Baculoviruses constitute a large group of invertebrate DNA viruses, predominantly infecting larvae of the insect order Lepidoptera. During a baculovirus infection, the virus spreads throughout the insect body producing a systemic infection in multiple larval tissues, included the central nervous system (CNS). As a main component of the CNS, neuropeptides are small protein-like molecules functioning as neurohormones, neurotransmitters, or neuromodulators. These peptides are involved in regulating animal physiology and behavior and could be altered after baculovirus infection. In this study, we have investigated the effect of Spodoptera exigua multiple nucleopolyhedrovirus (SeMNPV) infection on expression of Spodoptera exigua neuropeptides and neuropeptide-like genes. Expression of the gene encoding a polypeptide that resembles the well-known insect neuropeptide proctolin and named as proctolin-like peptide (PLP), was downregulated in the larval brain following infection and was chosen for further analysis. A recombinant Autographa californica multiple nucleopolyhedrovirus (AcMNPV) overexpressing the C-terminal part of the PLP was generated and used in bioassays using S. exigua larvae to study its influence on the viral infection and insect behavior. AcMNPV-PLP-infected larvae showed less locomotion activity and a reduction in growth compared to larvae infected with wild type AcMNPV or mock-infected larvae. These results are indicative of this new peptide as a neuromodulator that regulates visceral and skeletal muscle contractions and offers a novel effector involved in the behavioral changes during baculovirus infection.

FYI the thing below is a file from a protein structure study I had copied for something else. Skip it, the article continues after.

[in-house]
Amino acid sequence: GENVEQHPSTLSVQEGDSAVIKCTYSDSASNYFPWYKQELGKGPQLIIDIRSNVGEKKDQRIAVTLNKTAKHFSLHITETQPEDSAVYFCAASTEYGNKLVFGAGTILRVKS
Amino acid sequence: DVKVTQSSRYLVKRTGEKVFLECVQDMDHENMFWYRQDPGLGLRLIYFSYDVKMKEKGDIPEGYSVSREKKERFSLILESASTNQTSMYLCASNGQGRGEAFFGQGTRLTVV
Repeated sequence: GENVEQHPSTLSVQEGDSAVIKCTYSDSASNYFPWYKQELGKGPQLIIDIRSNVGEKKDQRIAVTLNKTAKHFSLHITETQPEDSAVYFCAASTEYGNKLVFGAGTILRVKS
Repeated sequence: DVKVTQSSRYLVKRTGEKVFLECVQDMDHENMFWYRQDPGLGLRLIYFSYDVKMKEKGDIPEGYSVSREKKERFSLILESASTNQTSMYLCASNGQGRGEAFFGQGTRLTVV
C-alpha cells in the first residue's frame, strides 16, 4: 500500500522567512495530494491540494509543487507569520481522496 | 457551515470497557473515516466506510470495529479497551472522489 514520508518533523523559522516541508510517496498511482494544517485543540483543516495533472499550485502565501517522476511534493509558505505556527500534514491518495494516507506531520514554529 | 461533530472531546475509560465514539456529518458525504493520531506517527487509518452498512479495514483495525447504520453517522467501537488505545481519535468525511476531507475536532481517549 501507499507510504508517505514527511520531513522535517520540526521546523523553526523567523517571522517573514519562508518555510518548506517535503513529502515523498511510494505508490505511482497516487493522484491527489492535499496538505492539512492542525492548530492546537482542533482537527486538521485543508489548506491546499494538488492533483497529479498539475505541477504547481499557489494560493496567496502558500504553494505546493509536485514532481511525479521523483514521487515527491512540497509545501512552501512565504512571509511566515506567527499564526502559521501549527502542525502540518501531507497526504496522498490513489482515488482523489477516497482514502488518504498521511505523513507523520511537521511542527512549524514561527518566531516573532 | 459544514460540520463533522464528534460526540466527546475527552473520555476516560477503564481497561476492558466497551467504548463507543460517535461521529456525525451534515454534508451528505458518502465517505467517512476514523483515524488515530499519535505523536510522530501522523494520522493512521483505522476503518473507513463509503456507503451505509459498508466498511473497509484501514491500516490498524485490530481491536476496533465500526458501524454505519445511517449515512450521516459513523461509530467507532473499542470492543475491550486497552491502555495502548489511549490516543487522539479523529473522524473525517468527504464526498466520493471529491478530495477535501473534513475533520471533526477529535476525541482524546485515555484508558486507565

- beet armyworm
- neuromodulator; neuropeptide